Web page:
partem solido demere de die,” and the phrase “tempestiva convivia."
50. victrix, i.e. in the impeachment. 51. credam, deliberative conjunctive.
Venusina digna lucerna. Horace was born at Venusia in Apulia (B.C. 65). lucerna, i.e. the lamp by which he exposed vice.
52. agitem ; perhaps a metaphor from hunting, “make my quarry.
Heracleas aut Diomedeas, an epic about Heracles or Diomede. Notice the generalising force of the plural. For a striking parallel, conf. Mart. x. 4, Qui legis Oedipodem, caligantemque Thyestem, Colchidas et Scyllas, quid nisi monstra legis?” etc.
53. mugitum Labyrinthi, i.e. the story of the Cretan Minotaur.
54. mare percussum puero. The boy is Icarus. See Class. Dict. “Puero ” is not the agent, but the instrument, because the boy was a dead weight falling, not a voluntary agent at all.
Conf. Hor. Od. iv. 2, 3-4. i fabrum volantem. Daedalus, a name derived from the Greek Saidalos, which means skilful. See Sat. iii. 25, and note ad loc.
58. curam sperare cohortis, i.e. to be appointed praefect of a cohort of auxiliaries. Young men entering on the equestrián cursus honorum first joined the army as centurions (Sat. xiv. 193), rising through the primipilatus to the praefecture of
hort, the military tribuneship in a legion, and praefecture of a cavalry ala, Suet. Claud. 35.
These posts were granted by the emperor's favour, who often allowed the patronage to be exercised by his courtiers. See Sat. vii. 89 foll.
60. censu, first the rating, then the income, at which a person was rated.
axe citato. Conf. the expressions “gradu citato,” “equo citato.'
61. Flaminiam (viam), the road leading north up to Ariminum, as the Appia Via led south to Capua.
puer Automedon, “a youthful Automedon.” Automedon was armour-bearer to Achilles, and is used for a charioteer generally. Conf. Verg. Aen. ii. 477.
62. ipse refers to “puer Automedon.” Others, however, take it as referring to Domitian in the sense of “the great man,' “the master,” a sense which ipse often bears. If so, the young favourite would be holding the reins while the emperor showed himself off (se iactaret).
lacernatae, “ dressed in manly garb.” The lacerna was especially used at the amphitheatre and the Campus Martius.
64. iam sexta cervice. The “iam” implies that the number of bearers would probably be increased. At present he used a hexaphoros. Cicero speaks of Verres being carried in an octo. phoros.
65. nuda . cathedra, the curtains being drawn back. The cathedra, unlike the sella, was large enough to loll in. It was generally used by women.
66. multum referens de Maecenate supino, “strongly reminding one of the lolling Maecenas.” Conf. Sat. xii. 39, “vestem teneris Maecenatibus aptam.” Prof. Mayor quotes a number of passages from Seneca, Pliny, Tacitus, Dio Cassius, to show that Maecenas was a fop, an epicure, a hard drinker, etc.
67. signator, falso qui. If a comma is placed after signator, falso is ablative, and exiguis tabulis and gemma uda in apposition to it: “by forgery, i.e. by etc.” Without the comma, falso might be dat. closely joining with signator : falsi (sc. testamenti) has also been conjectured.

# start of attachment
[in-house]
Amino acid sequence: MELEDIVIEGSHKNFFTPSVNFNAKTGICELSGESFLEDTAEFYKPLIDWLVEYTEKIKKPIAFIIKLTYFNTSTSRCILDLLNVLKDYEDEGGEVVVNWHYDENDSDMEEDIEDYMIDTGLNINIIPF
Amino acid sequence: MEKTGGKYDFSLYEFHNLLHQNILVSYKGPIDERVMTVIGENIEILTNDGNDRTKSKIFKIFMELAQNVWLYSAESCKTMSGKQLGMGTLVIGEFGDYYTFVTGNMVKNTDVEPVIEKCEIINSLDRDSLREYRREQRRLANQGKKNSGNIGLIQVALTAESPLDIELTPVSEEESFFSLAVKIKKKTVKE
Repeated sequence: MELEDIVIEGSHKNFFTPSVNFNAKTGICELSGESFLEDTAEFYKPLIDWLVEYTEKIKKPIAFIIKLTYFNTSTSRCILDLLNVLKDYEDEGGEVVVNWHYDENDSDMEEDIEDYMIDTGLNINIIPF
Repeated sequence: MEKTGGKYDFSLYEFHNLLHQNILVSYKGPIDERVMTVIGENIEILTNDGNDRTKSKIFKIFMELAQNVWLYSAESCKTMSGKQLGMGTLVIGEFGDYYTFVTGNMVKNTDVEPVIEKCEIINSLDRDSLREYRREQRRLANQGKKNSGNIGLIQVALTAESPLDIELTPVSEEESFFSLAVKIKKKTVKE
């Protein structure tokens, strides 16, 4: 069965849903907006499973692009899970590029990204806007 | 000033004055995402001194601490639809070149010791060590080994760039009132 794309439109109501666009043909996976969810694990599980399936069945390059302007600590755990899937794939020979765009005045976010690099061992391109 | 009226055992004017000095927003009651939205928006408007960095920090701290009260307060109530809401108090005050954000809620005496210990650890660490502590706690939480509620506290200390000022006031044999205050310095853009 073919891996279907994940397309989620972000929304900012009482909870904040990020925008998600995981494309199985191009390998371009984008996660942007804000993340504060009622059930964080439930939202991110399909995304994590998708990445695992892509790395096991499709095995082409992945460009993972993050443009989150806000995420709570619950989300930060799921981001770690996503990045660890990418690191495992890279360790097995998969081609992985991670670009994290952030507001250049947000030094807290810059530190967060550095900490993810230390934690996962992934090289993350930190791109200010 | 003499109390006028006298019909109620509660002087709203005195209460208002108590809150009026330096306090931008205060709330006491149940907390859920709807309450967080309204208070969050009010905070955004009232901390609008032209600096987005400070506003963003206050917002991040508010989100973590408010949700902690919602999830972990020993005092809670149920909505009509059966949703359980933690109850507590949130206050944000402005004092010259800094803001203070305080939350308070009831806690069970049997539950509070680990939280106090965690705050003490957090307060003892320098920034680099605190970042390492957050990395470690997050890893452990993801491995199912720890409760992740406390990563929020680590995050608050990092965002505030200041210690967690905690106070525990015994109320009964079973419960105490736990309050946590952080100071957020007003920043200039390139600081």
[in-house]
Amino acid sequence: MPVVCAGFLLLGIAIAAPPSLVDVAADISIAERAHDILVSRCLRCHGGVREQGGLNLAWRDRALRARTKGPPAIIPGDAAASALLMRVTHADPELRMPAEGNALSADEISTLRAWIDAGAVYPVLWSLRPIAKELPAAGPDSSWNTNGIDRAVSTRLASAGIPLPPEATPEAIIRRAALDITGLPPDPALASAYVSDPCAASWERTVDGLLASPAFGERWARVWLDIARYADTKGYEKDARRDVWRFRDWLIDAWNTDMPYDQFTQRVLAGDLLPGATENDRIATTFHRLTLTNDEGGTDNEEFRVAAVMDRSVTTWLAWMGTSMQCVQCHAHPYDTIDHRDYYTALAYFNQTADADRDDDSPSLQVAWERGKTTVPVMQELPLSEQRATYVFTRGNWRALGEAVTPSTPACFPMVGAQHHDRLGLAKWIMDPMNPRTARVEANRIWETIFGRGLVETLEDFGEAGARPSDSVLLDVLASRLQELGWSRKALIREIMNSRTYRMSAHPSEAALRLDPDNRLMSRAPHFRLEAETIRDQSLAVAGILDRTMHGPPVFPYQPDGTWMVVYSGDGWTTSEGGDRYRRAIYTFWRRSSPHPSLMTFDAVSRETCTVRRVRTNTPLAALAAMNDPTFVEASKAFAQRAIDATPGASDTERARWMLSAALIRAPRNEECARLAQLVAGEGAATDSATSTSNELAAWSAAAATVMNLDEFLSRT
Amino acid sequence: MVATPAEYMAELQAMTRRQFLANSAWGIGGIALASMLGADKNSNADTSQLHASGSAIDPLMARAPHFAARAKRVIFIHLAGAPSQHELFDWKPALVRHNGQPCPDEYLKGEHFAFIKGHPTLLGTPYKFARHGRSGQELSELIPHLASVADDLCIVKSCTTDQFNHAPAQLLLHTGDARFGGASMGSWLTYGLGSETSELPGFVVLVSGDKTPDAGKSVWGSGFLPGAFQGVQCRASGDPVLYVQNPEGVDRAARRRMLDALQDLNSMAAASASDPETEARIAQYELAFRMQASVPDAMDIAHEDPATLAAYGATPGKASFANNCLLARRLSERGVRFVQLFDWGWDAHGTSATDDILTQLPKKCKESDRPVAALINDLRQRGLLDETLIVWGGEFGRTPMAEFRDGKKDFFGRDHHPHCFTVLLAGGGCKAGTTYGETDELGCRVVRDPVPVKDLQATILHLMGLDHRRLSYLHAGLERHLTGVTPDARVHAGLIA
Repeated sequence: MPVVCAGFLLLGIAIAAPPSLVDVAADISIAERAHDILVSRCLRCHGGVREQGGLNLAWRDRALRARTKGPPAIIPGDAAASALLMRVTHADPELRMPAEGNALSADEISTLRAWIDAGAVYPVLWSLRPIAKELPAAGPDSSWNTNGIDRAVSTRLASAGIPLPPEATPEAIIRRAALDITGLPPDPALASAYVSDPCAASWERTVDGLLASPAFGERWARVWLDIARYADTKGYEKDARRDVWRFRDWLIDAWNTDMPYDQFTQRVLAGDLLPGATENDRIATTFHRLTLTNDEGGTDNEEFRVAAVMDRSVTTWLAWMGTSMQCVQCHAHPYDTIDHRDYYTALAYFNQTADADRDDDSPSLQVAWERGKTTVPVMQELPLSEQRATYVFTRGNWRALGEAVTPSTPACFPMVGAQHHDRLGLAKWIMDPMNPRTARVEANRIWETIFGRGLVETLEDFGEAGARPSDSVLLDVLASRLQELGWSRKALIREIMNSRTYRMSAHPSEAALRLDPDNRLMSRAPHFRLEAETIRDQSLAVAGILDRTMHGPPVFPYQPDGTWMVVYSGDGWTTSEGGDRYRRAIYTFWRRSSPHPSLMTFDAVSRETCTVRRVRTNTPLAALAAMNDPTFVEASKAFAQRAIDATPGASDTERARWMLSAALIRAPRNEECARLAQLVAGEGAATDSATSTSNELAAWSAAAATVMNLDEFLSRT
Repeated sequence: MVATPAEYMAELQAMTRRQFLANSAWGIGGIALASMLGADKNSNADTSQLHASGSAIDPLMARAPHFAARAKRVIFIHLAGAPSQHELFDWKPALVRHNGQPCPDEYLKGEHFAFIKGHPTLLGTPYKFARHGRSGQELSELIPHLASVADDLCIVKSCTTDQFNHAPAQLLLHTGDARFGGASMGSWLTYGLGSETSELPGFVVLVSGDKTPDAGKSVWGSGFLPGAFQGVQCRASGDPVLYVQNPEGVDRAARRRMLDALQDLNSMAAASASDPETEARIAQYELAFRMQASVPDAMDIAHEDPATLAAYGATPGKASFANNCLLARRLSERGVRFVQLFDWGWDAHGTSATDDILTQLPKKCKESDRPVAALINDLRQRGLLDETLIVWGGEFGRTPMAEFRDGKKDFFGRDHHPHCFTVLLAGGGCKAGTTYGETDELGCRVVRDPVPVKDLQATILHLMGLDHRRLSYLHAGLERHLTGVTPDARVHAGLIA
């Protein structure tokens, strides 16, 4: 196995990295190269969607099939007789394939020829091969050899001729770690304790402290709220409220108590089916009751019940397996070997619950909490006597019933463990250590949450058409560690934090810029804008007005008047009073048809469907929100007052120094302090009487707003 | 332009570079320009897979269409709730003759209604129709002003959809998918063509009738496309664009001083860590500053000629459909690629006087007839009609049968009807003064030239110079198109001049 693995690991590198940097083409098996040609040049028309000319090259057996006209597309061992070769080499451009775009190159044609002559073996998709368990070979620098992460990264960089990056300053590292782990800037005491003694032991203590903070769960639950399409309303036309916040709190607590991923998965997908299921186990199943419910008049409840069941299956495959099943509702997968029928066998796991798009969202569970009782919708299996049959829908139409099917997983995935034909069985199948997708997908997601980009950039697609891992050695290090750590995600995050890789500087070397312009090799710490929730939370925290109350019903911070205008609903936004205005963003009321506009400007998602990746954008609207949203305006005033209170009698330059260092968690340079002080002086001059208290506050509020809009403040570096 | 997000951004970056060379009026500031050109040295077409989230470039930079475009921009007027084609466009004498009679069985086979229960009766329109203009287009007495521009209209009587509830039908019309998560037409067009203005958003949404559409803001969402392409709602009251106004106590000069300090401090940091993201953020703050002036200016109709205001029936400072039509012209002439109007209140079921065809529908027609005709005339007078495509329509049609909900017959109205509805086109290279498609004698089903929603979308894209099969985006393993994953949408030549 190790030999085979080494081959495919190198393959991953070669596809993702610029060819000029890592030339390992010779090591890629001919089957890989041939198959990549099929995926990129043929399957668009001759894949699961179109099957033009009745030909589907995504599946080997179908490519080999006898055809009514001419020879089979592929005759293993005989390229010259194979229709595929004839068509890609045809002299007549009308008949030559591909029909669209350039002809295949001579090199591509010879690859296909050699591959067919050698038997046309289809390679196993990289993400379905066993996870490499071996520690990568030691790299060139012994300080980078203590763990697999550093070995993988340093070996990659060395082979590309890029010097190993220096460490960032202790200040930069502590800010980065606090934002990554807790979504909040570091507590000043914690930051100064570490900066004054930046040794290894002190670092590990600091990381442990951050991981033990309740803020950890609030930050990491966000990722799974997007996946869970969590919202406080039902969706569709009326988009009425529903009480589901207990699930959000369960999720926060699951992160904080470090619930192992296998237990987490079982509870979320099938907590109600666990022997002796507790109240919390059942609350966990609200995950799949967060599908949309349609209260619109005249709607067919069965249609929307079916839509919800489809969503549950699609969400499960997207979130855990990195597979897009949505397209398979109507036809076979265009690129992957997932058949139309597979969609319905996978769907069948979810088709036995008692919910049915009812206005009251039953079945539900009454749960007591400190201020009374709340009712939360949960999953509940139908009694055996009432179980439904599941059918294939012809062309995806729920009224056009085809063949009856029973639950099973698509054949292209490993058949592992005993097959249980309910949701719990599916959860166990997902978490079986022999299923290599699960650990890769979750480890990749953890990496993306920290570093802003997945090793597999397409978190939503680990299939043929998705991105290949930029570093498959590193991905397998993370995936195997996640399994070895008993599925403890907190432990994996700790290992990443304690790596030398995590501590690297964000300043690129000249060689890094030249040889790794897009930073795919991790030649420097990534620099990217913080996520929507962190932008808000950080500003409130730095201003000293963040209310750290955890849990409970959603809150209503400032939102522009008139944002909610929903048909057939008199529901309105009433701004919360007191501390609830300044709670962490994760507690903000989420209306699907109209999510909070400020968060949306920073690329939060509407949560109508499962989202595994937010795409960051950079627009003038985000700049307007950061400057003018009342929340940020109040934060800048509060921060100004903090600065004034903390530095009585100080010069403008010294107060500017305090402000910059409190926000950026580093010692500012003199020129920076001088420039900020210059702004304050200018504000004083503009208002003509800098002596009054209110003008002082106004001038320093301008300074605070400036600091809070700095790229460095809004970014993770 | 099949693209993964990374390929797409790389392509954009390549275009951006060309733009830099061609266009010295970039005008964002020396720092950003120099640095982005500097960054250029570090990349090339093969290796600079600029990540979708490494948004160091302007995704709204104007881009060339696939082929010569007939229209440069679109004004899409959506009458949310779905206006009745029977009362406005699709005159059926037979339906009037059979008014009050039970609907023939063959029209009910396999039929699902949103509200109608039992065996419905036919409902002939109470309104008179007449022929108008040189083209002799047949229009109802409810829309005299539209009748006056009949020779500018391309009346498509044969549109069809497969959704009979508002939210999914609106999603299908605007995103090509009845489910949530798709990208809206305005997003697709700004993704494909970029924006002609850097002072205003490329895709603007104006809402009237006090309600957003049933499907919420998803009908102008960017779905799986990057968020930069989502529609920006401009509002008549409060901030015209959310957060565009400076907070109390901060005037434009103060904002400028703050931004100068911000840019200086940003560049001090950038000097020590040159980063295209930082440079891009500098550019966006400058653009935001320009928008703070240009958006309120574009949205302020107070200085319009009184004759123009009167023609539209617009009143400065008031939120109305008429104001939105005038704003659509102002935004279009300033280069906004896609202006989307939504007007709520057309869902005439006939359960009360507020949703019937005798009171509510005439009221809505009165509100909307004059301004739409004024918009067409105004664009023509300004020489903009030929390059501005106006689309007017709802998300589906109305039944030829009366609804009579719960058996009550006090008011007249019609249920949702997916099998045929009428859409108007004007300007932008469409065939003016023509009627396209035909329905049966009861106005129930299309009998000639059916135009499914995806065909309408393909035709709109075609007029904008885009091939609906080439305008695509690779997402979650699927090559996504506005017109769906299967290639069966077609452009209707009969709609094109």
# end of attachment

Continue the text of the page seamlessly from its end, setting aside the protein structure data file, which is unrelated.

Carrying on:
68. exiguis tabulis, with a short concise will, because the whole estate was left to him ; there were no divisions and no legacies, conf. Sat. xii. 125, “atque omnia soli forsan Pacuvio breviter dabit.”
gemma . uda. The seal was moistened before being used.
69. Calenum, a wine from Cales in Campania, a district rich in vineyards.
70. rubeta, a poison extracted from frogs called rubetae, because they are only found among bushes, according to Pliny,
who says they are “plenae veneficiorum,” H. N. xxxii. $ 50. The abl. with miscet is a better reading than the accus. of the old editions.
71. instituit. Suetonius (Ner. 33) says that Nero actually sent pupils to Locusta, “ sed et discipulos dedit.”
melior Locusta, "a nobler born Locusta”; she was inatrona potens. Locusta was a Gallic woman whose aid Nero used in poisoning Britannicus, and Agrippina in poisoning the Emperor Claudius. See Tac. Ann. xiii. 15. Prof. Mayor gives an interesting account of the prevalence of poisoning at Rome in this period.
72. per famam et populum, hendiadys.
efferre, the ordinary word for “to carry out a corpse. Conf. Mart. viii. 43, 1, “effert uxores Fabius, Chrestilla maritos.”
73. brevibus Gyaris et carcere dignum. Gyaros was a barren island in the Aegean, much used by the emperors for banishing state offenders, Tac. Ann. iii. 69. Under the empire the old igni et aquae interdictio had given place to two kinds of exile. (1) Exilium, properly so called, or deportatio in insulam. — The prisoner was conveyed, often in chains, to some definite spot, and he lost his civitas, and probably his property. (2) Relegatio in insulam.—Under this the exile went into banishment without guards, was not so closely confined to one spot, and did not lose his civitas. The word carcere implies that deportatio is here meant. Conf. Sat. xiii. 245.
75. Criminibus debent, etc. Conf. Sat. xiii. 24.
hortos. The pleasure-gardens of the rich nobles occupied much space in and around Rome; they were usually adorned with porticoes and colonnades, and avenues of plane - trees. Among the most celebrated were the horti Maecenatis, beyond the Esquiline, and the horti Sallustii.
praetoria. The praetorium was first the general's tent in camp, then a provincial governor's palace, and lastly, any grand house or villa.
mensas. The tables most valued were made of citrus wood, being made of single sections of the tree. Conf. the expression “latis orbibus," infra, 137. One of the largest of these, as we learn from Pliny, was owned by Nomius, a freedman of Tiberius. Seneca owned as many as 500. One formerly belonging to Cicero fetched 500,000 sesterces. 76. stantem extra pocula caprum,
a goat embossed outside the cup,” an allusion to a celebrated bowl belonging to Instantius Rufus, on which Martial writes an epigram (viii. 51). Conf. line 9, "stat caper Aeolio Thebani vellere Phryxi,” etc. The goat was sacred to Bacchus, Verg. Georg. ii. 380.